George v. State, 681 S.W.2d 43 (Tex.Crim.App.1984)

3. In a Danish case, Bjorn Nielson masterminded a robbery by hypnotizing his friend Palle Hardrup. While in the hypnotic trance, Hardrup held up a Copenhagen bank, shooting and killing a teller and director. Nielson was sentenced to life imprisonment because he masterminded the holdup, even though he was nowhere near the bank when the robbery took place. Hardrup was sent to a mental hospital. He was not tried for robbery because his acts during the holdup were not considered voluntary.[i]

4. Robert Brian Fulcher got into a fight in a bar, passed out, and was picked up by the police. He was taken to jail, where he brutally stomped on another jail inmate and shouted ethnic slurs at him. Fulcher testified that he remembers nothing after passing out in the bar. At the trial, Doctor LeBegue testified that Fulcher suffered from a concussion incurred during the bar fight, and that it caused a brain injury that put Fulcher “in a state of traumatic automatism at the time of his attack on Hernandez . . . the state of mind in which a person does not have conscious and willful control over his actions. . . .” Was Fulcher liable? No, said the court. Unconscious automatism is an affirmative defense because “[T]he rehabilitative value of imprisonment for the automatistic offender who has committed the offense unconsciously is nonexistent. The cause of the act was an uncontrollable physical disorder that may never recur and is not a moral deficiency.” Fulcher v. State, 633 P.2d 142 (Wyo.1981)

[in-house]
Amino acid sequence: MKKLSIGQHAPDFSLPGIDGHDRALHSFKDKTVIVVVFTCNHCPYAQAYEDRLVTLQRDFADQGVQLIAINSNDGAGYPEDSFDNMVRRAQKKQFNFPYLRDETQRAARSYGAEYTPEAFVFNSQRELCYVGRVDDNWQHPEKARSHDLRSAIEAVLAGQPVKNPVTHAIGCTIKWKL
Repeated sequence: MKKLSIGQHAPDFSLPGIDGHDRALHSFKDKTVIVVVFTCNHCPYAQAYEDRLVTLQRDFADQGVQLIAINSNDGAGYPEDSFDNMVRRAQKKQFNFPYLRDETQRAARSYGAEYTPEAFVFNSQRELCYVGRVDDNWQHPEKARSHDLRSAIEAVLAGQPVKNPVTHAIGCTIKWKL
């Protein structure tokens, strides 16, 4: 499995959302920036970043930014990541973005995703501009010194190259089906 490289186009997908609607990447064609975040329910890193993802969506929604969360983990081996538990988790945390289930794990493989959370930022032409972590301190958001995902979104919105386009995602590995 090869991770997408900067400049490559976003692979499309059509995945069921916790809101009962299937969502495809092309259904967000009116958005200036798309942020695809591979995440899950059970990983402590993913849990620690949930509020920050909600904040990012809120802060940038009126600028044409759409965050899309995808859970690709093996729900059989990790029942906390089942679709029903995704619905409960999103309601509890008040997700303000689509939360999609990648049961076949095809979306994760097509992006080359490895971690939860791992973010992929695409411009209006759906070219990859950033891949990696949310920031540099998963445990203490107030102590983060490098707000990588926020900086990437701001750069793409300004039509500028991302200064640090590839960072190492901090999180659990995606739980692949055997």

5. Bruce Jerrett terrorized Dallas and Edith Parsons—he robbed them, killed Dallas, and kidnapped Edith. At trial, Jerrett testified that he could remember nothing of what happened until he was arrested, and that he had suffered previous blackouts following exposure to Agent Orange during military service in Vietnam. The trial judge refused to instruct the jury on the defense of automatism. The North Carolina Supreme Court reversed, and ordered a new trial. State v. Jerrett, 309 N.C. 239, 307 S.E.2d 339 (1983)